Maid abuse _ long a Gulf issue _ now under scrutiny in Lebanon

ZEINA KARAM
AP Features

Nov 15, 2007 03:35 EST

Before she escaped, Chandra worked 16 hours a day, seven days a week — cooking, cleaning and running a household for a Lebanese family. The only time the Sri Lankan maid could leave was to throw out the garbage.

Then she found the key to the closet where her employers had hidden her passport.

"One day, while madam was on the telephone, I opened the front door and just left. Sleeping on the street was better than being in that prison," the 27-year-old told The Associated Press, giving only her first name for fear of retribution.

Chandra is one of thousands of foreign domestic workers in the Arab world who face abuse at the hands of employers, human rights groups say.

Long considered an issue in the oil-rich Gulf countries, the abuse of foreign housemaids has begun also gaining scrutiny in Lebanon, where there are an estimated 150,000 foreign domestic workers, mostly from Sri Lanka, the Philippines and Ethiopia.

In a report released Wednesday, New York-based Human Rights Watch criticized several Gulf states and Lebanon for failing to curb the abuses and protect Sri Lankan migrant women workers, who number about 80,000 here.

Nadim Houry, Lebanon researcher at HRW, said the government here exposes foreign housemaids to abuse by refusing to guarantee them a weekly rest day, maximum daily work hours or freedom of movement.

Authorities "aren't investigating and prosecuting those who break the law," Houry said. And domestic workers who do lodge a complaint will often find themselves accused of theft or some other crime.

The Lebanese government did not comment on Wednesday's report. But Labor Minister Tarrad Hamadeh said the country's labor laws are outdated.

"You are facing a formidable mafia made up of employment agencies, some foreign embassies and our embassies abroad. ... The only way to fight this is through modernizing laws," said Hamadeh, who submitted his resignation last year for political reasons but still technically holds his post because the government has not accepted it.

Maids are common in most homes in Lebanon, a country of 4 million people, and are often seen walking dogs, throwing out the garbage or tending to children at playgrounds. On Sundays, some churches hold special services for the workers.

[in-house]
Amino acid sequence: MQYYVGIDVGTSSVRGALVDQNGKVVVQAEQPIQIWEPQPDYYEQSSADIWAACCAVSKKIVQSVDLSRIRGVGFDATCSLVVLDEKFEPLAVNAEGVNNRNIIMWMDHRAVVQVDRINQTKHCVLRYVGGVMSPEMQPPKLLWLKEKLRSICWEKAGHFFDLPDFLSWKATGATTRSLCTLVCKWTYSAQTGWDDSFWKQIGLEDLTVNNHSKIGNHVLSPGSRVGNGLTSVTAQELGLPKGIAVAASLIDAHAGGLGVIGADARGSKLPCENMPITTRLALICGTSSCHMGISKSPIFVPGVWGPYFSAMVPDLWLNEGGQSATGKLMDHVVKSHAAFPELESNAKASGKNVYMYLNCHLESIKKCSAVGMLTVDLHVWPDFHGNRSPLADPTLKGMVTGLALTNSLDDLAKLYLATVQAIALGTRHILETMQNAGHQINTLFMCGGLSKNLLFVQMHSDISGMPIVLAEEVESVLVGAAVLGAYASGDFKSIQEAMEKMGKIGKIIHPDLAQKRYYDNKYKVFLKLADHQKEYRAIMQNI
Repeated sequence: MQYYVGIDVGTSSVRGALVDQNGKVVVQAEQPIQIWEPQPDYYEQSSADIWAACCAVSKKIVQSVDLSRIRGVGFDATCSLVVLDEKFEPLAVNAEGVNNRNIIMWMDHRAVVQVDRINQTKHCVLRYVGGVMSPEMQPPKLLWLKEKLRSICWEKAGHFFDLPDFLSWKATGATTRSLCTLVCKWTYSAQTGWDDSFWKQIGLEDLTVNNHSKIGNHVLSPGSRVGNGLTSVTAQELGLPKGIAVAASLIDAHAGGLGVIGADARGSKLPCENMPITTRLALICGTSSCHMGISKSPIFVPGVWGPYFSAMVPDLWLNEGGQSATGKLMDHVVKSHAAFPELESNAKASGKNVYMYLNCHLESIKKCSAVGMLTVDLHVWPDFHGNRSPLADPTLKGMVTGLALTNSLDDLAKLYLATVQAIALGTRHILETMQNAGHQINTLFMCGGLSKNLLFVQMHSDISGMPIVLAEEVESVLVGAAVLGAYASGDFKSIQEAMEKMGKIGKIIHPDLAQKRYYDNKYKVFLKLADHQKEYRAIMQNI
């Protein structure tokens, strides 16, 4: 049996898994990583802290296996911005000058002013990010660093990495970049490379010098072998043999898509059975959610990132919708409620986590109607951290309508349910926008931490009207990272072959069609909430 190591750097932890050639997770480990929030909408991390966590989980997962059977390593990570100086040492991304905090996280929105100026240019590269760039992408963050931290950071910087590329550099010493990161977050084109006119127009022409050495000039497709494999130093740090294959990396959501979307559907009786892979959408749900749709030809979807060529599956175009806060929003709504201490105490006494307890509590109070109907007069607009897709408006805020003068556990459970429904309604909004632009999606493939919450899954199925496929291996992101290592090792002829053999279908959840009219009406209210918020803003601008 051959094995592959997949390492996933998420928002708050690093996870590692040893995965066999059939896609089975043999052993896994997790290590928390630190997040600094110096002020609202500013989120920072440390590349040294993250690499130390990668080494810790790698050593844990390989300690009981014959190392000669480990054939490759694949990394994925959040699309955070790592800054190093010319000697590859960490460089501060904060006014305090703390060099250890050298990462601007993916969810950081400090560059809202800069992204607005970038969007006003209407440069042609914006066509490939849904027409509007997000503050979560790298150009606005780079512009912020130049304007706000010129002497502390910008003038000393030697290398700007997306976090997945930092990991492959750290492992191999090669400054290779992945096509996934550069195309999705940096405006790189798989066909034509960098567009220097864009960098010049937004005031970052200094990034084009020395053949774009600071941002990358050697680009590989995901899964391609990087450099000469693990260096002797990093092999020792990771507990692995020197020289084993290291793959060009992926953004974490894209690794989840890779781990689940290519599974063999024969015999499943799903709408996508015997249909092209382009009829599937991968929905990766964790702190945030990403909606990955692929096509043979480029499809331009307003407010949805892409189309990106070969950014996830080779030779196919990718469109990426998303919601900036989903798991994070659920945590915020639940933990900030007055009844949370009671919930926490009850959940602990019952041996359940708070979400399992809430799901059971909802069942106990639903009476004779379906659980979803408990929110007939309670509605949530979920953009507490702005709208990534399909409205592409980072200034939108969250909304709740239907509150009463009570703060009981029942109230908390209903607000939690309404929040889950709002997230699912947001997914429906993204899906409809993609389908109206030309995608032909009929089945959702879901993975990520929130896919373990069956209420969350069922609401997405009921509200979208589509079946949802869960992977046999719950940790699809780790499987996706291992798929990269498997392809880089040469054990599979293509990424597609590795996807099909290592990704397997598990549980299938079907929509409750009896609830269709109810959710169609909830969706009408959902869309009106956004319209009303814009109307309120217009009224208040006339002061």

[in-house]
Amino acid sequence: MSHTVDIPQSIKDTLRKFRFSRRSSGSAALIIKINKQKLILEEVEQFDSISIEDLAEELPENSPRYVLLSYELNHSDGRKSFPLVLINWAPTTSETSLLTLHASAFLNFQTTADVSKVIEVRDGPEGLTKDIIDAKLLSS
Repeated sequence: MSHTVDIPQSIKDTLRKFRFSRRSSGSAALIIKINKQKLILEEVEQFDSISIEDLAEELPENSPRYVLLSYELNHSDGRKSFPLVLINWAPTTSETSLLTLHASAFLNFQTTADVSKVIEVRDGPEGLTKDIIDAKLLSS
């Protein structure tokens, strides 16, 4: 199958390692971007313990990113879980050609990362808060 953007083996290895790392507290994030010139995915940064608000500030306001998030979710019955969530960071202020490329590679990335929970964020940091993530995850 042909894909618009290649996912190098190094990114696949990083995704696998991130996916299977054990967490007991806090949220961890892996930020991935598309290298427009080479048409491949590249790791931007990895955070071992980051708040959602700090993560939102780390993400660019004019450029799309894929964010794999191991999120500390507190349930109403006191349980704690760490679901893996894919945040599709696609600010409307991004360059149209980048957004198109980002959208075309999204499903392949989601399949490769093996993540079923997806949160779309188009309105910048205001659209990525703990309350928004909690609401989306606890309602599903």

But an alarming number face exploitation, rights groups say.

HRW said some housemaids work 16- to 21-hour days, seven days a week, without vacation or sick days — often for less than a third of a U.S. dollar an hour. Their wages are often withheld and their passports routinely confiscated.

In Lebanon, the issue rose to prominence during the 2006 Israel-Hezbollah war, when employers reportedly denied scores of workers the right to return home, even though their embassies had organized evacuations.

Some were even left to fend for themselves, under fire, while their employers fled.

"My employers said, 'If we are going to die, you are going to be with us,'" the HRW report quoted Upeksha R., a former domestic worker in Lebanon, as saying.

One of the main causes of abuse is the "sponsorship arrangement" — common also across the Gulf — which makes an employer legally responsible for anything a migrant employee does.

Samir Yammine, the owner of an employment agency, said many Lebanese take away their maids' passports to protect themselves. "If she gets into trouble, the sponsor is held responsible," he said.

Cases of serious abuse often end up at Lebanon's Caritas Migrant Center, where the Roman Catholic group's safe house offers women medical, social and legal services until they can return home.

Director Najla Chahda says the group in the last three years has handled 414 cases of seriously abused domestic workers, including 41 cases of people deprived of food and 16 cases of forced prostitution. But she added: "Not all Lebanese treat their maids like slaves. Many are very happy here."

Chandra, the Sri Lankan who escaped her employers, says she is happy now, despite having lost all the money she had earned at her job in the past two years.

"I now work in a supermarket in the morning, and in homes in the afternoon. All the people are very nice," she said.

Source: AP Features

 

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